As previously described in refs. 9,10, in June 2020, the Prospective Household study of SARS-CoV-2, Influenza and Respiratory Syncytial virus community burden, Transmission dynamics and viral interaction in South Africa, PHIRST-C, where “C” stands for coronavirus disease 2019 (COVID-19) enrolled a total of 1200 individuals living in 222 randomly selected households. Two sites were selected with 114 households (643 individuals) enrolled in a rural site located in Agincourt, Mpumalanga Province, northeast South Africa and 108 households (557 individuals) in an urban site, located in Jouberton township, Matlosana, North West Province, South Africa. From July 2020 through April 2022, ten sequential serum specimens were collected for each participant (Fig. 1). Blood draws 1-9 were conducted at approximately 2-month intervals, with blood draws 8 and 9 collected one month prior and after the emergence of Omicron BA.1 variant in Southern Africa8. Blood draw 10 was conducted at the end of the Omicron BA.1/2 wave, ~4 months after blood draw 9, but prior to the emergence of Omicron BA.4/5 (Fig. 1)8. The cohorts included a period of intense follow-up of active infections: ranging from July 16, 2020 to August 28, 2021 for the rural site and from July 27, 2020 to August 28, 2021 for the urban site. During the intense follow-up period, nasal swab samples were collected twice-weekly for SARS-CoV-2 real-time reverse transcription polymerase chain reaction (rRT-PCR), irrespective of symptoms. The intense follow-up period covered the D614G, Beta, and Delta waves in both cohorts.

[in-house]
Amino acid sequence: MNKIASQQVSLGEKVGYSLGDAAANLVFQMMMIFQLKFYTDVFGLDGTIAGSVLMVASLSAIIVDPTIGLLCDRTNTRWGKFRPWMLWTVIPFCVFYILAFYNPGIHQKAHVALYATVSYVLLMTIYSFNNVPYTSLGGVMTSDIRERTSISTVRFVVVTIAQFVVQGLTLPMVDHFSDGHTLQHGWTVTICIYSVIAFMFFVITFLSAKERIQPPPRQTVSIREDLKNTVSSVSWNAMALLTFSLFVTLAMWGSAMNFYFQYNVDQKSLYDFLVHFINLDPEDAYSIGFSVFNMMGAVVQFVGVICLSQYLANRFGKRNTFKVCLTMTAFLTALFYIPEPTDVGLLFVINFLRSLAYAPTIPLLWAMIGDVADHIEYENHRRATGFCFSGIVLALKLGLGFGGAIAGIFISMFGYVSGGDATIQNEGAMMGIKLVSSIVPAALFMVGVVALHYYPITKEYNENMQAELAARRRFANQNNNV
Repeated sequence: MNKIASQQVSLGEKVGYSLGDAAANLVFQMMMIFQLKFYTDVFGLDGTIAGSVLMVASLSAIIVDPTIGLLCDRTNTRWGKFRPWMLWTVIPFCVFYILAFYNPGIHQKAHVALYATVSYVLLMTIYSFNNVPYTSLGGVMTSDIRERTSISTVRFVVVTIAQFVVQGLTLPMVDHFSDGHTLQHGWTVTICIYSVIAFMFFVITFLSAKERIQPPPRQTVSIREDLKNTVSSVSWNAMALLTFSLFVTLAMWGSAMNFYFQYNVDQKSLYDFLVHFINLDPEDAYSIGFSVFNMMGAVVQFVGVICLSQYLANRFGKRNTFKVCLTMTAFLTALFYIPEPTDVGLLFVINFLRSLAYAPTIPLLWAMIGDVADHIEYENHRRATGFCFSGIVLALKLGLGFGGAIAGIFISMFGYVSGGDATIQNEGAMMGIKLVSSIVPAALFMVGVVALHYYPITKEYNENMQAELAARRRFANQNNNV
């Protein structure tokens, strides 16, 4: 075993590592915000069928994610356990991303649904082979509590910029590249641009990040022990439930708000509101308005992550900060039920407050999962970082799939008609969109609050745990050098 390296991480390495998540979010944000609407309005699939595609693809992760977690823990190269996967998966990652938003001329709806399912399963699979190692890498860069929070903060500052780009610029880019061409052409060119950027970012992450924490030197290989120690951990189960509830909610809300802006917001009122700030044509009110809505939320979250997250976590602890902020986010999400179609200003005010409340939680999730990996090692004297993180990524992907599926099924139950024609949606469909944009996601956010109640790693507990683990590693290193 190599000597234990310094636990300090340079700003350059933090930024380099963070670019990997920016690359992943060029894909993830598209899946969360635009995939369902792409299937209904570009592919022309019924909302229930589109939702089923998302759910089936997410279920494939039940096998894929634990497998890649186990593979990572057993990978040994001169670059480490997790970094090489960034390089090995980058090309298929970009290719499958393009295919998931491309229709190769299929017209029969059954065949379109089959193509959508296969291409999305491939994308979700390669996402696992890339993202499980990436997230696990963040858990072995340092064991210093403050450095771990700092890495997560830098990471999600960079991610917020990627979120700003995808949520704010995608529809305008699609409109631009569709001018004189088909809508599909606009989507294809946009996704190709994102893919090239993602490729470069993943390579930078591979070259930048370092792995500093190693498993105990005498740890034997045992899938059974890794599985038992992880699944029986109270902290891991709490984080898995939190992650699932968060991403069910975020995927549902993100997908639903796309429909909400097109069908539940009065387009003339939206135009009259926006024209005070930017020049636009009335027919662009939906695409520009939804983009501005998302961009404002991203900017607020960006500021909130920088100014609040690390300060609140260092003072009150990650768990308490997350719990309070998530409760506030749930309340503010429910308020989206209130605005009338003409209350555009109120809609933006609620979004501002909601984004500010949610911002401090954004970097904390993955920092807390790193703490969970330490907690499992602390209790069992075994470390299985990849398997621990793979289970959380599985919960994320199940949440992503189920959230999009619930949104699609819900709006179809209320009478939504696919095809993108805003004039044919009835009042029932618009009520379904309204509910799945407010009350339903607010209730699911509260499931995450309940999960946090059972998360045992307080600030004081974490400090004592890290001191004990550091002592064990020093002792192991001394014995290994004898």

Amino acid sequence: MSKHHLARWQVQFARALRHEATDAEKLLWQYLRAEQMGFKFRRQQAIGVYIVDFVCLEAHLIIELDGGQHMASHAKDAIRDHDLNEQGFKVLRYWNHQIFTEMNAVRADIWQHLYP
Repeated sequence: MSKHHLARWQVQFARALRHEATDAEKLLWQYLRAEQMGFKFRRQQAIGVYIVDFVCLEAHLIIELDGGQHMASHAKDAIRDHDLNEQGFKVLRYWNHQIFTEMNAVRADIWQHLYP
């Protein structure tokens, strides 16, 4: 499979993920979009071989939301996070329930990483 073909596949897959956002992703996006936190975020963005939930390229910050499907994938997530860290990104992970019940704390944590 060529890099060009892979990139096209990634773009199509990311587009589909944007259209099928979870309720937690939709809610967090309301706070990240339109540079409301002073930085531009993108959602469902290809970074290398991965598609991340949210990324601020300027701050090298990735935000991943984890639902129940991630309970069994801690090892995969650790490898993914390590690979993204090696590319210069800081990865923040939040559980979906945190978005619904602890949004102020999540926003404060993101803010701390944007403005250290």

Fig. 1: PHIRST-C study June 2020 – April 2022, SARS-CoV-2 serology and epidemiologic curve in the two study sites.
figure 1

A Serum samples and epidemiologic curve in the rural site. Dots represent the Roche Elecsys Anti-SARS-CoV-2 nucleocapsid assay cutoff index (COI) at different timepoints of the serum specimen collections; Each dot represents one serum specimen collection, with dot color denoting blood draw collection time, from blue (early) to red (late). The shaded curve at the bottom represents the daily incidence of SARS-CoV-2 cases in routine surveillance data collected from the Ehlanzeni District, Mpumalanga Province. Colors of the shaded curve represent different variant types. Here, blood draw (BD) 10 was collected at the end of the first Omicron wave. Since in South Africa, Omicron BA.4 and BA.5 only started to rise at April, 20228, we assume the Omicron wave prior to BD 10 were BA.1 and BA.2 subvariants. The hatched area represents the period of intense follow-up of the PHIRST-C cohort, when nasal swabs were collected and tested on rRT-PCR at twice-a-week frequency. B Same as (A) but for the urban site, with shaded curve at the bottom representing routine surveillance data collected from the Dr. Kenneth Kaunda District, North West Province. BD Blood draw.